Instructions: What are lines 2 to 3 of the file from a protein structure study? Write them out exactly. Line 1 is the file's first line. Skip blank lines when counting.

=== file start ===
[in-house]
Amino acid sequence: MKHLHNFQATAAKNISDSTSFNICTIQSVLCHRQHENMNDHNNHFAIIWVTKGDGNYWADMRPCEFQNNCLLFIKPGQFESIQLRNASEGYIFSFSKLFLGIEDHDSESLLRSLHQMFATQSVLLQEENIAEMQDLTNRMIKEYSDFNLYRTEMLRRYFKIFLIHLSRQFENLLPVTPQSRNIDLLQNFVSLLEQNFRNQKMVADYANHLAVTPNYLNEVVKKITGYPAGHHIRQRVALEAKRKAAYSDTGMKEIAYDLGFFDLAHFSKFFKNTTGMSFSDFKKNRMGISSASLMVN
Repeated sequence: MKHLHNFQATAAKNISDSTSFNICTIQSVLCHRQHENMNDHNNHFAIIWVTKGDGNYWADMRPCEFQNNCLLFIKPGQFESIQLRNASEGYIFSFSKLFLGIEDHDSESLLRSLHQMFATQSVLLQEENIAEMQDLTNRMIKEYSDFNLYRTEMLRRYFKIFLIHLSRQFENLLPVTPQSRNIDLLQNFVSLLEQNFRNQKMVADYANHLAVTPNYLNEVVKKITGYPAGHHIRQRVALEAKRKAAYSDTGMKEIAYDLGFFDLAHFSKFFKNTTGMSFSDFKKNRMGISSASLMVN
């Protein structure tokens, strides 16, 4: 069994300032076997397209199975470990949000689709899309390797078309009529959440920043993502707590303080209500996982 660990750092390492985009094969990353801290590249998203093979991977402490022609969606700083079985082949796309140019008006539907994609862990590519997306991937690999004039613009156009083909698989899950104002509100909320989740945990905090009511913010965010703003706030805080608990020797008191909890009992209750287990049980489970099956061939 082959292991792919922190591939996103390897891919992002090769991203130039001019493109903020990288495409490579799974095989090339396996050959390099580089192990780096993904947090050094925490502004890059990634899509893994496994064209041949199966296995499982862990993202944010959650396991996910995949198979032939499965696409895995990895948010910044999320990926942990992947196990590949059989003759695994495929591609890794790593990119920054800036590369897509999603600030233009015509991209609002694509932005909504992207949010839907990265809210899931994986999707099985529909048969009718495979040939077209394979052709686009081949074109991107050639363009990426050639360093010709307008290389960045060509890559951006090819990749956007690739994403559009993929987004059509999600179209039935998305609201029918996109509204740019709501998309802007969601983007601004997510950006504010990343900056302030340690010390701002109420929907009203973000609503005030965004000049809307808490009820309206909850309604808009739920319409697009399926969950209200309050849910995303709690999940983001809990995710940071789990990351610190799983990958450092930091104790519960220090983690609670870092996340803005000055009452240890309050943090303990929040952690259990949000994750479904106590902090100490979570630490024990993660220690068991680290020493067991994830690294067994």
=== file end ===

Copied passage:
Amino acid sequence: MKHLHNFQATAAKNISDSTSFNICTIQSVLCHRQHENMNDHNNHFAIIWVTKGDGNYWADMRPCEFQNNCLLFIKPGQFESIQLRNASEGYIFSFSKLFLGIEDHDSESLLRSLHQMFATQSVLLQEENIAEMQDLTNRMIKEYSDFNLYRTEMLRRYFKIFLIHLSRQFENLLPVTPQSRNIDLLQNFVSLLEQNFRNQKMVADYANHLAVTPNYLNEVVKKITGYPAGHHIRQRVALEAKRKAAYSDTGMKEIAYDLGFFDLAHFSKFFKNTTGMSFSDFKKNRMGISSASLMVN
Repeated sequence: MKHLHNFQATAAKNISDSTSFNICTIQSVLCHRQHENMNDHNNHFAIIWVTKGDGNYWADMRPCEFQNNCLLFIKPGQFESIQLRNASEGYIFSFSKLFLGIEDHDSESLLRSLHQMFATQSVLLQEENIAEMQDLTNRMIKEYSDFNLYRTEMLRRYFKIFLIHLSRQFENLLPVTPQSRNIDLLQNFVSLLEQNFRNQKMVADYANHLAVTPNYLNEVVKKITGYPAGHHIRQRVALEAKRKAAYSDTGMKEIAYDLGFFDLAHFSKFFKNTTGMSFSDFKKNRMGISSASLMVN